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Showing 1 to 15 of 30 results Save | Export
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Siegel, Mona; Harjes, Kirsten – History of Education Quarterly, 2012
On May 4, 2006, French and German cultural ministers announced the publication of "Histoire/Geschichte", the world's first secondary school history textbook produced jointly by two countries. Authored by a team of French and German historians and published simultaneously in both languages, the book's release drew considerable public…
Descriptors: Textbooks, War, International Relations, Peace
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Spillman, Scott – History of Education Quarterly, 2012
Christine Ladd-Franklin spent the first forty years of her life becoming one of the best-educated women in nineteenth-century America. She spent the rest of her life devising fellowship programs designed to enable educated women to have the same opportunities as men in their academic careers. The difficulty women had in becoming professors had a…
Descriptors: Foreign Countries, United States History, Educational History, Access to Education
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Justice, Benjamin – History of Education Quarterly, 2011
They sat in the Cubberley Education Lecture Hall to hear visiting experts. More often they could be found meeting in reduced-size classes, or working on small-group activities. They usually took notes; sometimes they took field trips. They memorized lists and sat for exams, but they also watched films and acted out scenarios. Rather than take…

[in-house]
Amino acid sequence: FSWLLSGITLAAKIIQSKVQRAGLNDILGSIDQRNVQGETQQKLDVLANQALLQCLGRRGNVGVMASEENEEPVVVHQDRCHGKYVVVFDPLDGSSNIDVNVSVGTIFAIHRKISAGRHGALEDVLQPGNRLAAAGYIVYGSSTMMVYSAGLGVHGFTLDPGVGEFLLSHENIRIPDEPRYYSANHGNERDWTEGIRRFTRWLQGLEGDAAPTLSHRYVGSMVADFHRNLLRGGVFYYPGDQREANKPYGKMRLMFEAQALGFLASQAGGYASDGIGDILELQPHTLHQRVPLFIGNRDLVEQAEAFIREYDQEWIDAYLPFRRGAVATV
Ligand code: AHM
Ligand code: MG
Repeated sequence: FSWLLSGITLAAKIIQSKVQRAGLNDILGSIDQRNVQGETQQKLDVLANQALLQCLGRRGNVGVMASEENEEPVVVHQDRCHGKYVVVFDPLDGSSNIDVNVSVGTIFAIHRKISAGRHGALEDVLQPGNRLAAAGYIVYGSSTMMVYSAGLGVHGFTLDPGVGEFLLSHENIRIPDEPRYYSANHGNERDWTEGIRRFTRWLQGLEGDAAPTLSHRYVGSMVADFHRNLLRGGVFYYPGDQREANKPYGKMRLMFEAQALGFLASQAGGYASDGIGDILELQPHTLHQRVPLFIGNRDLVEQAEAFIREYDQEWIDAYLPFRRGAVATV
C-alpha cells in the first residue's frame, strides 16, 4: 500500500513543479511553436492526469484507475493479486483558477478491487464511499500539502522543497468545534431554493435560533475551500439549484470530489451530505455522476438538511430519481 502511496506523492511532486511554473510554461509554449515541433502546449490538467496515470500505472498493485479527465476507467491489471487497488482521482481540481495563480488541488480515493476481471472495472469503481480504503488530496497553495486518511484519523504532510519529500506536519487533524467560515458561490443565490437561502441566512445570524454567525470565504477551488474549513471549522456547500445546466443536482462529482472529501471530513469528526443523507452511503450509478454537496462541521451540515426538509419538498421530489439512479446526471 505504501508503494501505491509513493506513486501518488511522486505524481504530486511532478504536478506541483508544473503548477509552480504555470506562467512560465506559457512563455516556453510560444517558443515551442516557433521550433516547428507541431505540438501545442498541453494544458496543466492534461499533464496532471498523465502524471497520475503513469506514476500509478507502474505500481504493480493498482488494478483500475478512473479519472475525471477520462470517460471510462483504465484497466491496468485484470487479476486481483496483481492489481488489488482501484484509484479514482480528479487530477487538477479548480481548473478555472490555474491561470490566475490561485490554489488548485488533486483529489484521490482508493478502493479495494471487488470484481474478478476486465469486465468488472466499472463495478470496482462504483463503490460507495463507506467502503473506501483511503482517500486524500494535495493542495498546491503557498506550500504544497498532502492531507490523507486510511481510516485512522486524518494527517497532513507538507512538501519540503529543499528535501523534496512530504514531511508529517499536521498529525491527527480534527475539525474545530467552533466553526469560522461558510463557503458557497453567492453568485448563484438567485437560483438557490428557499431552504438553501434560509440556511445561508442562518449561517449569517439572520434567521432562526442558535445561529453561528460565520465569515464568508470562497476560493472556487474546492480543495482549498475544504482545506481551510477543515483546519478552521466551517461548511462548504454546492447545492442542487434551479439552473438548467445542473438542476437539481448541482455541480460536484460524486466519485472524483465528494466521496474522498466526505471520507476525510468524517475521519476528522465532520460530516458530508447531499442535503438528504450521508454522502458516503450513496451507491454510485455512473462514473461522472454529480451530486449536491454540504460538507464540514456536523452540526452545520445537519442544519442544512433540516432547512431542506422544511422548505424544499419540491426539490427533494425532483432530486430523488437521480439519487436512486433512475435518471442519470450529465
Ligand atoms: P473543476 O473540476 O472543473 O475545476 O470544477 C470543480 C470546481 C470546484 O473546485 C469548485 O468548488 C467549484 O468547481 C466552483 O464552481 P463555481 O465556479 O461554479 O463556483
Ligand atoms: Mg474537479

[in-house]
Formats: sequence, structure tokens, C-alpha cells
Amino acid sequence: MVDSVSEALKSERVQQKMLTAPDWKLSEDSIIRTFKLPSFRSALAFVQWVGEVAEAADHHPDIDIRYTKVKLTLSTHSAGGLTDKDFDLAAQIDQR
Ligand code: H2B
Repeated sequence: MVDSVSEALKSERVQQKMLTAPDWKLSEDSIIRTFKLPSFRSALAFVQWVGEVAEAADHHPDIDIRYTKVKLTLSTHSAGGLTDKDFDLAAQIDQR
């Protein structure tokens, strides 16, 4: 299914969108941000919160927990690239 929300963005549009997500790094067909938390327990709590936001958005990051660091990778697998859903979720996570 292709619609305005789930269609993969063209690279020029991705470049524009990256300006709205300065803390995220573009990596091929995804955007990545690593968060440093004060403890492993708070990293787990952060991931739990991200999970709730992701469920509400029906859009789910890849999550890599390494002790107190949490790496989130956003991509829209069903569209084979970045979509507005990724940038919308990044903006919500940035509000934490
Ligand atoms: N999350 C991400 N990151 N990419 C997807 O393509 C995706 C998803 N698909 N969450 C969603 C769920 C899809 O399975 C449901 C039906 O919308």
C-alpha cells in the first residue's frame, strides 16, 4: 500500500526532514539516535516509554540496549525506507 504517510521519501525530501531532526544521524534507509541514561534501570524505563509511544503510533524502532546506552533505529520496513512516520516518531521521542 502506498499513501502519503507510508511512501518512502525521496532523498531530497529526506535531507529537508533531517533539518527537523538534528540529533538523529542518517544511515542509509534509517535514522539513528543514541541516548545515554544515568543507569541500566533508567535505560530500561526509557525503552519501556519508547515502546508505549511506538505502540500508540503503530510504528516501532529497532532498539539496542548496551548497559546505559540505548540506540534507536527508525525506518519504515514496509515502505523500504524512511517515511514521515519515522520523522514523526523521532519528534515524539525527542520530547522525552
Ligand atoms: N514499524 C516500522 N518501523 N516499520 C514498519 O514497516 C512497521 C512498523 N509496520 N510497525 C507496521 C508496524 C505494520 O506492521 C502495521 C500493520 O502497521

Descriptors: United States History, War, Global Approach, Cooperative Learning
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Blessing, Benita – History of Education Quarterly, 2005
In this article the author discusses that, at the end of World War II, German educational administrators in the Soviet occupied zone of their nation decided to implement coeducation; that is, the schooling of girls and boys in the same classroom. This policy represents a radical break with German educational traditions, as well as with the western…
Descriptors: Foreign Countries, Social Action, Educational Change, Coeducation
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Pepin, Craig K. – History of Education Quarterly, 2005
After 1945, the words "anti-fascist education" appeared much less frequently in the western zones of occupied Germany than in the Soviet zone, but the concerns expressed by the phrase were shared by all occupying powers: How could education help prevent a resurgence of Nazism? For the American and British occupation authorities, and to a…
Descriptors: Foreign Countries, Authoritarianism, Universities, War
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Welch, Steven R. – History of Education Quarterly, 2001
States that the mobilization of Bavarian schoolteachers in 1848 indicates a high degree of politicization prior to the outbreak of revolution in the German state. Explains that teachers demanded professional recognition, better teacher education, freedom from subordination to clerics, improved pay, higher social status, and a greater national…
Descriptors: Educational History, Elementary Secondary Education, Foreign Countries, Higher Education
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Lamberti, Marjorie – History of Education Quarterly, 2000
States that in early 20th century Germany, elementary school teachers were seen as low-level civil servants and their teaching methodology was dictated to them by the state. Explains that to free themselves from political and religious authorities, school teachers began advocating a child-centered, active-learning approach based upon recent…
Descriptors: Active Learning, Educational Change, Elementary Education, Elementary School Teachers
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Tent, James F. – History of Education Quarterly, 1982